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Author Topic: 8 bit or 16 bit?  (Read 7934 times)

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« on: April 08, 2010, 09:36 »
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When I process from RAW, to I open my files as 8 bit or 16 bit?


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« Reply #1 on: April 08, 2010, 09:44 »
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16 bit during editing process, then convert to 8 bit at the end

reason: every time you edit a picture a lossy transformation is likely to happen (except for a very few transformations such as 90 rotations / mirror / negative which are lossless and revertible);
every lossy transformation results in errors in the least significant bits; if you do all the editing at 16 bit and only convert to 8 bit at the end, all intermediate roundoff errors  are negligible; otherwise, if you do all the editing at 8 bit, you will likely end up with having only 7 or 6 actual colour bit depth, the rest being just random noise;

it's something similar to mixing music at 24 (or 32) bits before converting to 16 bits for the final cd master

Dook

« Reply #2 on: April 08, 2010, 12:25 »
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There was Yuri's newsletter about Photoshop configuration and speeding up your workflow few months ago (I can't find the link, sorry). Anyway, he wrote that he and his crew couldn't see much of a difference between processed 8 bit and 16 bit files.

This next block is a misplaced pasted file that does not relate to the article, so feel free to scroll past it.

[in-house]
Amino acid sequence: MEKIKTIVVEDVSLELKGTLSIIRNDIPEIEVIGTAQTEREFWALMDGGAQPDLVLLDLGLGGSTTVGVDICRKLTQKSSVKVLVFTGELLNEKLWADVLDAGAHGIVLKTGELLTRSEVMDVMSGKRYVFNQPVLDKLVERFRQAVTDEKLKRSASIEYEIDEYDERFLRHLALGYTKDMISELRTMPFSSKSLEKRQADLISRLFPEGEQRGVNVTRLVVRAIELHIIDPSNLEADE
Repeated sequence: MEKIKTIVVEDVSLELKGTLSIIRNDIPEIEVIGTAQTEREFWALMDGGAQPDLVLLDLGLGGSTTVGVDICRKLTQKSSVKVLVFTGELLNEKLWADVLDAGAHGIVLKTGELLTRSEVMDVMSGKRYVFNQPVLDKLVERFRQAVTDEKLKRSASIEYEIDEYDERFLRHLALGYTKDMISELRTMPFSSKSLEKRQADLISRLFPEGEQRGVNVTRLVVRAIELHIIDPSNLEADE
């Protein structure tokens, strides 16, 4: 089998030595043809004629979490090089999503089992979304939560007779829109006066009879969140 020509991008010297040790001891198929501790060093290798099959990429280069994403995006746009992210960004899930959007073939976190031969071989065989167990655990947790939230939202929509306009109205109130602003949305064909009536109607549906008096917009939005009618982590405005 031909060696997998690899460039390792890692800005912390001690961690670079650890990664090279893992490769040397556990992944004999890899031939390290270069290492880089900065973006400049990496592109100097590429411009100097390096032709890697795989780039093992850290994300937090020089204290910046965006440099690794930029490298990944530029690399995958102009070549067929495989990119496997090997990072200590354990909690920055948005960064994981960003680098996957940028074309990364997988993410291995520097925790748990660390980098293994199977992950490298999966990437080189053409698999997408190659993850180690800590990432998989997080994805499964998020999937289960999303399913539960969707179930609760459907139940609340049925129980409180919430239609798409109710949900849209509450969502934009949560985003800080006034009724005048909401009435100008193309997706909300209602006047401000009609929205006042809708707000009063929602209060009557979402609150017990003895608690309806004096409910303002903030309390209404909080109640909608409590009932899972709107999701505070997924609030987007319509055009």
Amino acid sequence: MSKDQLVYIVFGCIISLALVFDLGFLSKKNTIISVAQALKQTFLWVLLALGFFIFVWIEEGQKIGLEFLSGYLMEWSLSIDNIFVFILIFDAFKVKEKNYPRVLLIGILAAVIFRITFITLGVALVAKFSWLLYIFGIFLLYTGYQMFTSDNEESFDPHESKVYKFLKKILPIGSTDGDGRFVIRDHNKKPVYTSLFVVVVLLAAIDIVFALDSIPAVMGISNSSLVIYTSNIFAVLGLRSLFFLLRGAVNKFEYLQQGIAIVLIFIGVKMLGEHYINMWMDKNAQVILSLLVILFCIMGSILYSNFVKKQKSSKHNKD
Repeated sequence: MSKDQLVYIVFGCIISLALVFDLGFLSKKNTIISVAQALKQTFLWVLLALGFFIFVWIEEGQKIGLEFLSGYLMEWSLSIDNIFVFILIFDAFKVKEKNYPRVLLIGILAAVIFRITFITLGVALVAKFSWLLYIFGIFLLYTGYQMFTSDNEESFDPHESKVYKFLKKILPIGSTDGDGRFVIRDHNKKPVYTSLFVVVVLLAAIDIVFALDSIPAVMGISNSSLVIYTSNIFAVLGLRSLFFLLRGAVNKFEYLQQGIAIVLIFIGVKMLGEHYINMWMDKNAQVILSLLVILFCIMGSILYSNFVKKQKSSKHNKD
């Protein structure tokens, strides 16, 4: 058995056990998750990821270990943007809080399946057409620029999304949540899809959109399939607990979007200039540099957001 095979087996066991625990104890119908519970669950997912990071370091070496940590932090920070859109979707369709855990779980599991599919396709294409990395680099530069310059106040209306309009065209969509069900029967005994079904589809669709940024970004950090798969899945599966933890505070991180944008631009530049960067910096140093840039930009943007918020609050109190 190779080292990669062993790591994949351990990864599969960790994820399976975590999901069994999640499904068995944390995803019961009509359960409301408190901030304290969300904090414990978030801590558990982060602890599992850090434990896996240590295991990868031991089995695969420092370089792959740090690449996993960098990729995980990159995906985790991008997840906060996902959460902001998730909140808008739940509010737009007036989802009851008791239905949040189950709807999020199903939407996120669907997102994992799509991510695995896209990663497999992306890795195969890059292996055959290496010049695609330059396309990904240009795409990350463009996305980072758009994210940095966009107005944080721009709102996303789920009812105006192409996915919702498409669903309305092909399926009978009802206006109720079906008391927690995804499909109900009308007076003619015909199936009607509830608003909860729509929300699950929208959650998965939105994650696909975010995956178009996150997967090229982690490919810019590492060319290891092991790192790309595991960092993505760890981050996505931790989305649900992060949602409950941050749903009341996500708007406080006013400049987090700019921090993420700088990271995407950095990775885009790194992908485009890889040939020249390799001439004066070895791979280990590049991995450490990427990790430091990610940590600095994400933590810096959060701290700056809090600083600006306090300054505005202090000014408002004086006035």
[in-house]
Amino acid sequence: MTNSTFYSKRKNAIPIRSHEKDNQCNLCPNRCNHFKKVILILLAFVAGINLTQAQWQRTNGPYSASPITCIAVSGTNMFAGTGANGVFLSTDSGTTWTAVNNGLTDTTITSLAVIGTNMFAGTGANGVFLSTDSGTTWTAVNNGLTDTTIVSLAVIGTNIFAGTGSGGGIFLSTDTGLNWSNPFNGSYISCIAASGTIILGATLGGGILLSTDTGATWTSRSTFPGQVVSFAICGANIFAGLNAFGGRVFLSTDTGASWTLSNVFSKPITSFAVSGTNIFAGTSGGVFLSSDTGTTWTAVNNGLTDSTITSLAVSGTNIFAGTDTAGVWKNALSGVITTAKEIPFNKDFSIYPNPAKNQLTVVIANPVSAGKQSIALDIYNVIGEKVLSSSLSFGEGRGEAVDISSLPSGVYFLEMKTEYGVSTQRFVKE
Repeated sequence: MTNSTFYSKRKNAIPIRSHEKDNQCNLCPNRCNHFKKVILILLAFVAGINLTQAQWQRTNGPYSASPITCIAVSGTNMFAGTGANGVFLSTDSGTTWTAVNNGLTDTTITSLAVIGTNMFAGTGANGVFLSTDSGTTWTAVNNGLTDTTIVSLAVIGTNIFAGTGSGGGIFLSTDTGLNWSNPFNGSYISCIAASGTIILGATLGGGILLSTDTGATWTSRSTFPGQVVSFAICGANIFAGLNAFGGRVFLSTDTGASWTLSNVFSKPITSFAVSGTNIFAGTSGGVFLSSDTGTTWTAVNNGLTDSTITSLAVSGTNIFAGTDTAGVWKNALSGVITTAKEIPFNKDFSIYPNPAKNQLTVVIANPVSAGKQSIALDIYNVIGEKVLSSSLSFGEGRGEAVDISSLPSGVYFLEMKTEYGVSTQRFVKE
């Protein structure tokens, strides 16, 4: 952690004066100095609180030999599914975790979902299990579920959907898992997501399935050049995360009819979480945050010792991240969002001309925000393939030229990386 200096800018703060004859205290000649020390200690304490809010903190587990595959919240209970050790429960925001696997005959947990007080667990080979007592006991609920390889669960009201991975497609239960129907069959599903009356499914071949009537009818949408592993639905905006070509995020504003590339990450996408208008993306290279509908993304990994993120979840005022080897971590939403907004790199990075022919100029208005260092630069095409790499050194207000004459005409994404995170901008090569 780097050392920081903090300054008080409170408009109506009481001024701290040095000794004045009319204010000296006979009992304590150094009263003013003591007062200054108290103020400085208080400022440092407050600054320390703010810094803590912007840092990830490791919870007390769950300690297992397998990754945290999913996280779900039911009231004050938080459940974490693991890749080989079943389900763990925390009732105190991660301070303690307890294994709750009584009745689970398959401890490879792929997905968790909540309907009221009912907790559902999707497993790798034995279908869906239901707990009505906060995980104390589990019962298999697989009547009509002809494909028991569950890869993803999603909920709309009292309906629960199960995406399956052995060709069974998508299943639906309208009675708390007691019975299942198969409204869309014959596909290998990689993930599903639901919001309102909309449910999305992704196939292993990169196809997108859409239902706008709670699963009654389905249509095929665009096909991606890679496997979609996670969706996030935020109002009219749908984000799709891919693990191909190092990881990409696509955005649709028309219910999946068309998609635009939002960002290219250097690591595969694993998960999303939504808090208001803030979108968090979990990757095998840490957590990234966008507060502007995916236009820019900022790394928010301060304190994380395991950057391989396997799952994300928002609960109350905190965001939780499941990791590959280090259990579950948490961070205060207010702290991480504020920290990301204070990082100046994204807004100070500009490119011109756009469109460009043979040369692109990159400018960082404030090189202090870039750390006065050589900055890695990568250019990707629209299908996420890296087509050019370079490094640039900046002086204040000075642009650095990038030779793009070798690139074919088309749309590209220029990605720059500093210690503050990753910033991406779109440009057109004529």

« Reply #3 on: April 08, 2010, 15:35 »
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If the image is exposed correctly and most of the adjustments are done in RAW converter (only some minor tweaks in PS afterwards) there is virtually no difference between 16bit and 8bit. If you are going to do strong adjustments in PS a 16bit file is preferable.

I usually convert to 16bit tiffs. It just feels more "safe" for me and the images can withold strong curve adjustments in Photoshop better. Often I'm not totally sure how the image files are going to be used, it's better to play safe with 16bit files.

And why not use 16 bit files? Storage and computing power is cheap nowdays and modern versions of Photoshop supports 16bit files well.
« Last Edit: April 08, 2010, 15:37 by Perry »

« Reply #4 on: April 08, 2010, 15:37 »
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I've never worked in 16 bit.

« Reply #5 on: April 08, 2010, 15:49 »
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I worked in 16 bit for years.... about a year ago tried 8 bit and since then keep working 8bit.... their isn't any difference between the two end results.. at least not to my eyes.

Patrick.

« Reply #6 on: April 08, 2010, 18:46 »
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I work in 8 bit and shoot jpegs, not RAW.

« Reply #7 on: April 08, 2010, 21:04 »
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I shoot in RAW, and work in 8 bit. Tho it's true that it's better to work in 16 bit and to convert it to 8bits in the end, I doubt it's so important. Also, it could happen than when you work in 16 bit and convert it in the end to 8 bit some color clipping ocures.